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Matchless Miss Mitchell   Print

by Alan Lewis
Melody Maker
November 28, 1970
Original article: PDF

JONI MITCHELL'S three albums have come to mean so much to me that I was risking a lot by going to see the lady in person.

It's often deeply disappointing to see your favorites in the flesh and find that songs which have taken on a personal meaning are merely items in a routine performance. And I had a foreboding that Joni was getting just a little too much of a cult figure - the lady that most hip chicks would like to be and the one most guys would like to know.

I needn't have worried. She is a cult figure, in the sense that she's telling truths in a relevant way. But there's none of the remoteness that that may imply. It was like listening to an old friend. She is, as someone wrote this week, "the priestess who used to live next door."

She looks heartbreakingly vulnerable as she stands in the spotlight in her peasant dress and sings open, honest songs about the men she's loved, the places she's been and the things she's lost. She had a little trouble with her guitar tuning and her piano parts and at times she forgot her words, but it only served to make her more real.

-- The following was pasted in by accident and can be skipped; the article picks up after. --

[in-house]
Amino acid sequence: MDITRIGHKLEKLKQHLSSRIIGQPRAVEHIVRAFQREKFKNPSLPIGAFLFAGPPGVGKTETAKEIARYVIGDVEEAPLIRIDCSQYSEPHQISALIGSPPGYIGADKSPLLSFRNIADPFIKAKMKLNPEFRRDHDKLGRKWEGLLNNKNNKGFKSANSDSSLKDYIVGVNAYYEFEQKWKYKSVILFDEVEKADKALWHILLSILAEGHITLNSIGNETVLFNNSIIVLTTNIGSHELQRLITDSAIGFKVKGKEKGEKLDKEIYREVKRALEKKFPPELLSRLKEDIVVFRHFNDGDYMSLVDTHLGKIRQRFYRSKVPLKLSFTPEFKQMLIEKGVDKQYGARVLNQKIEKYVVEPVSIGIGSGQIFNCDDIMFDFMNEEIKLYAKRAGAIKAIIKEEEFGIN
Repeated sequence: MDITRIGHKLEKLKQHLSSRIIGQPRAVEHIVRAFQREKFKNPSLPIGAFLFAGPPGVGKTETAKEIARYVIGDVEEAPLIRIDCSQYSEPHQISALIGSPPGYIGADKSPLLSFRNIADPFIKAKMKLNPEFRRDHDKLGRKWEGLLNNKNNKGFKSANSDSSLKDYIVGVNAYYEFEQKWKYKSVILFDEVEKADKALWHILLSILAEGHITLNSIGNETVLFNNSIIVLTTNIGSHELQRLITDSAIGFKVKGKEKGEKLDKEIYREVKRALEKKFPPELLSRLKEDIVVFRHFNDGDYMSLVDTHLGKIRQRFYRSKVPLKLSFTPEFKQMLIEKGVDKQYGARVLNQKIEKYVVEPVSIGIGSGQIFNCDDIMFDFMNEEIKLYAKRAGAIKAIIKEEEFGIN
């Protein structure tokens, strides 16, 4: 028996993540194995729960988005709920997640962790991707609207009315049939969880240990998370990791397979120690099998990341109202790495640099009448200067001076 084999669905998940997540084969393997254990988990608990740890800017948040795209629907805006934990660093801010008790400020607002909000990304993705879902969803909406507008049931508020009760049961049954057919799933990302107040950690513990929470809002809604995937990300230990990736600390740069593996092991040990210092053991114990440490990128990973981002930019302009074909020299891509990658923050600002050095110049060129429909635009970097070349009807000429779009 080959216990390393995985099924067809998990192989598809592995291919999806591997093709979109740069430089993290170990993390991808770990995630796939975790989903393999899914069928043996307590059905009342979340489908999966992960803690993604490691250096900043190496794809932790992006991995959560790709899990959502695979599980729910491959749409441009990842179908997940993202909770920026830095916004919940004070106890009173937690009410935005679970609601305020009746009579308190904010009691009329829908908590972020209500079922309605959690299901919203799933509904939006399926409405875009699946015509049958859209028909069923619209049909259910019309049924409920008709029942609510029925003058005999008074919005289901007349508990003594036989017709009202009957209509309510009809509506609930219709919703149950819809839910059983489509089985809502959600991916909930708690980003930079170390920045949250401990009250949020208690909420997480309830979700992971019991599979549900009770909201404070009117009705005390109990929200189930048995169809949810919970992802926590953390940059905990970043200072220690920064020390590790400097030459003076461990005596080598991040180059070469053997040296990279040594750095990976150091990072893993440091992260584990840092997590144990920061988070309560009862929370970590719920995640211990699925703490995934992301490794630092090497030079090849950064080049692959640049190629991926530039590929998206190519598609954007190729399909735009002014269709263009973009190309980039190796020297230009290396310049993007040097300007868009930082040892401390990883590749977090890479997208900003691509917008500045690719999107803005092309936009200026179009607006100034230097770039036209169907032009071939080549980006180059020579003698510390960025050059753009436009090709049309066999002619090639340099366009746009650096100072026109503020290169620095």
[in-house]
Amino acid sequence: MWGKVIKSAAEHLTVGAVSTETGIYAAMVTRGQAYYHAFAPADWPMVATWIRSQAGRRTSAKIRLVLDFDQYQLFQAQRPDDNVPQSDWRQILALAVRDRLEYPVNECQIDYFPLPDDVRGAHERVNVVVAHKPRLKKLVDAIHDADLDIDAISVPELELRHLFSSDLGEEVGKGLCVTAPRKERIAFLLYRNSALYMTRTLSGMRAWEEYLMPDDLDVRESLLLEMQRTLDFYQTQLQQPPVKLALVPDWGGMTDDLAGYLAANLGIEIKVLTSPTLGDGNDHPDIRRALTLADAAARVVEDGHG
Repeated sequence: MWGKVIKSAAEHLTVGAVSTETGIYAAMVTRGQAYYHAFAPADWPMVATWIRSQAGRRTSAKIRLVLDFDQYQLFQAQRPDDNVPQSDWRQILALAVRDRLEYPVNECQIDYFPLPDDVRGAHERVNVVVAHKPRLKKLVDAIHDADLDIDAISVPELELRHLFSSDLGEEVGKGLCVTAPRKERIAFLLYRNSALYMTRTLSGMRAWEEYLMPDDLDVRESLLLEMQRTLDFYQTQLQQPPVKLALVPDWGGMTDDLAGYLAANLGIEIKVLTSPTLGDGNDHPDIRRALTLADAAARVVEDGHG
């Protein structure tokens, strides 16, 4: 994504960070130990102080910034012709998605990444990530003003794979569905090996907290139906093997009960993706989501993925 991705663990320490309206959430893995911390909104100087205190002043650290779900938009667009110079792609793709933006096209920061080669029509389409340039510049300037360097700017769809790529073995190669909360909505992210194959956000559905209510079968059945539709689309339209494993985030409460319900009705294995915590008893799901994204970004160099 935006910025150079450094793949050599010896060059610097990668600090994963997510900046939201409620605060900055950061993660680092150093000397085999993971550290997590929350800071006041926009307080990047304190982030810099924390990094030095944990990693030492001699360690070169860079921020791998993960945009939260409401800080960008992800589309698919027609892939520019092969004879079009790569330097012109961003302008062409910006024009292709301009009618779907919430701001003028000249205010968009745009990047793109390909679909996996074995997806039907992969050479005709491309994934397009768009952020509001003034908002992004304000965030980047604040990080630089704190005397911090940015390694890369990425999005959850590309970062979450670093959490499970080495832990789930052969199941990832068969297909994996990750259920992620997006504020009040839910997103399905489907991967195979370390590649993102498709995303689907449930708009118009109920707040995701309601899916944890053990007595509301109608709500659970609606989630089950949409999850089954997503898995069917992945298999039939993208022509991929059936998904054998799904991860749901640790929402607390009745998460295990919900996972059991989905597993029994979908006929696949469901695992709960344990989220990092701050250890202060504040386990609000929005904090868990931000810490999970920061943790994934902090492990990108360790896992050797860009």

She sang Chelsea Morning, Conversation and Cactus Tree then sat down at the piano for a new song about Christmas; then Rainy Night House, For Free, and The Arrangement. Her piano playing is fairly limited: little more than a swirling velvet undercurrent into which she drops her crystal clear images. But her guitar is something else: strong and vibrant, full of shining chords and rich textures, a perfect foil for her songs.

Big Yellow Taxi began as a spoof Rock session with Bonie Moronie and Peggy Sue and was followed by Both Sides Now, The Gallery and the cruelly effective evocation of the nightmare of city life, Nathan La Freneer.

A dulcimer made by a friend in Big Sur provided the backdrop for Marcie and a stunning new song, I Could Drink A Case Of You Darlin' And Still Be On My Feet, dedicated to a man she met during her five weeks in Crete this summer.

Back to the piano for another new song about My Old Man and her Woodstock which put back the spirit and meaning so missing from the insipid Matthews Southern Comfort version. Graham Nash and manager Eliott Roberts joined her for the sing-along Circle Game and she closed with Michael From Mountains from her first album.

I think it was the most beautiful, and certainly the most purely enjoyable, solo performance I have ever seen.

 

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